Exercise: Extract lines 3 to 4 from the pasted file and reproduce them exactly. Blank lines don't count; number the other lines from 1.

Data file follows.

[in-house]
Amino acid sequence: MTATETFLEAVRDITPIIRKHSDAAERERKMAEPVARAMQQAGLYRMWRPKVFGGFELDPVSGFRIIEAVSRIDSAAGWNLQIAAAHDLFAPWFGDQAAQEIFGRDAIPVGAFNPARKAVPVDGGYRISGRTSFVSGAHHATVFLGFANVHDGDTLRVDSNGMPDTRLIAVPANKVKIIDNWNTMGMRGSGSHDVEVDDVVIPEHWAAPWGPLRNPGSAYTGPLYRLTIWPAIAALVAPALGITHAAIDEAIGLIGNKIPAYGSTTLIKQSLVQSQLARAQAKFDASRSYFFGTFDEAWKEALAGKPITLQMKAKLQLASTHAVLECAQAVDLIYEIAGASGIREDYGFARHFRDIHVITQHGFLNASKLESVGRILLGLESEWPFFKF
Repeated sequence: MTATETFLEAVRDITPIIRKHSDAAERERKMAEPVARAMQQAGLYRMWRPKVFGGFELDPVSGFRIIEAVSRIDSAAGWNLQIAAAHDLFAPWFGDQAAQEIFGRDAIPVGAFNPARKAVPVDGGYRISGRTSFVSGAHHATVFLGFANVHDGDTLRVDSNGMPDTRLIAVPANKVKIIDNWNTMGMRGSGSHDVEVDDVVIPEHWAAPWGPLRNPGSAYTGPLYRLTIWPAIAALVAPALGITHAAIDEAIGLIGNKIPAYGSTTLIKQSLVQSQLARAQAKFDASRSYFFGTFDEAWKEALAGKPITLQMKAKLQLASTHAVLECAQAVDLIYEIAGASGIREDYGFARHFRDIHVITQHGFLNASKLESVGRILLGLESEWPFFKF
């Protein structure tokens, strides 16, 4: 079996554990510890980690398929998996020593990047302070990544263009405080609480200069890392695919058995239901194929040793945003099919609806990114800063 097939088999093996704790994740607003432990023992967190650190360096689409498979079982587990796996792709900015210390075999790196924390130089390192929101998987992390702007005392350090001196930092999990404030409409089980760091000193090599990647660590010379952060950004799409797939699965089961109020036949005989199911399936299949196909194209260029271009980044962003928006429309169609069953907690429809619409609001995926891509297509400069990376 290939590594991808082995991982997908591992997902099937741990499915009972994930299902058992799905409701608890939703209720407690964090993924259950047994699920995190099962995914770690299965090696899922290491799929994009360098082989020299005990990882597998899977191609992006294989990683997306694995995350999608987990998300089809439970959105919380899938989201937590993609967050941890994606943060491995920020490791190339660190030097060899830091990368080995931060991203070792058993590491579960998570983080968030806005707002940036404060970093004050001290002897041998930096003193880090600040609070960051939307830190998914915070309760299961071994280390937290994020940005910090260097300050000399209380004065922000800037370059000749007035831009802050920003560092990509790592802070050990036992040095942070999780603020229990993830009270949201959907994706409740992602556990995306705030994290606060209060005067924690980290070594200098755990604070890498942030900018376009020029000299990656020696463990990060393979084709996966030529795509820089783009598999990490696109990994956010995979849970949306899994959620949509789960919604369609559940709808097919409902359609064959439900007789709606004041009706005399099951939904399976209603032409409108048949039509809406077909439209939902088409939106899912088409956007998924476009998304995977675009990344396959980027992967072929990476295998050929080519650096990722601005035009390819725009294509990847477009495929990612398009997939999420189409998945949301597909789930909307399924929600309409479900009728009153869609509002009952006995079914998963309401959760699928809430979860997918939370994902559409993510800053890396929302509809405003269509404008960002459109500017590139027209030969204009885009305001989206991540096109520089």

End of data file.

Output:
Repeated sequence: MTATETFLEAVRDITPIIRKHSDAAERERKMAEPVARAMQQAGLYRMWRPKVFGGFELDPVSGFRIIEAVSRIDSAAGWNLQIAAAHDLFAPWFGDQAAQEIFGRDAIPVGAFNPARKAVPVDGGYRISGRTSFVSGAHHATVFLGFANVHDGDTLRVDSNGMPDTRLIAVPANKVKIIDNWNTMGMRGSGSHDVEVDDVVIPEHWAAPWGPLRNPGSAYTGPLYRLTIWPAIAALVAPALGITHAAIDEAIGLIGNKIPAYGSTTLIKQSLVQSQLARAQAKFDASRSYFFGTFDEAWKEALAGKPITLQMKAKLQLASTHAVLECAQAVDLIYEIAGASGIREDYGFARHFRDIHVITQHGFLNASKLESVGRILLGLESEWPFFKF
């Protein structure tokens, strides 16, 4: 079996554990510890980690398929998996020593990047302070990544263009405080609480200069890392695919058995239901194929040793945003099919609806990114800063 097939088999093996704790994740607003432990023992967190650190360096689409498979079982587990796996792709900015210390075999790196924390130089390192929101998987992390702007005392350090001196930092999990404030409409089980760091000193090599990647660590010379952060950004799409797939699965089961109020036949005989199911399936299949196909194209260029271009980044962003928006429309169609069953907690429809619409609001995926891509297509400069990376 290939590594991808082995991982997908591992997902099937741990499915009972994930299902058992799905409701608890939703209720407690964090993924259950047994699920995190099962995914770690299965090696899922290491799929994009360098082989020299005990990882597998899977191609992006294989990683997306694995995350999608987990998300089809439970959105919380899938989201937590993609967050941890994606943060491995920020490791190339660190030097060899830091990368080995931060991203070792058993590491579960998570983080968030806005707002940036404060970093004050001290002897041998930096003193880090600040609070960051939307830190998914915070309760299961071994280390937290994020940005910090260097300050000399209380004065922000800037370059000749007035831009802050920003560092990509790592802070050990036992040095942070999780603020229990993830009270949201959907994706409740992602556990995306705030994290606060209060005067924690980290070594200098755990604070890498942030900018376009020029000299990656020696463990990060393979084709996966030529795509820089783009598999990490696109990994956010995979849970949306899994959620949509789960919604369609559940709808097919409902359609064959439900007789709606004041009706005399099951939904399976209603032409409108048949039509809406077909439209939902088409939106899912088409956007998924476009998304995977675009990344396959980027992967072929990476295998050929080519650096990722601005035009390819725009294509990847477009495929990612398009997939999420189409998945949301597909789930909307399924929600309409479900009728009153869609509002009952006995079914998963309401959760699928809430979860997918939370994902559409993510800053890396929302509809405003269509404008960002459109500017590139027209030969204009885009305001989206991540096109520089």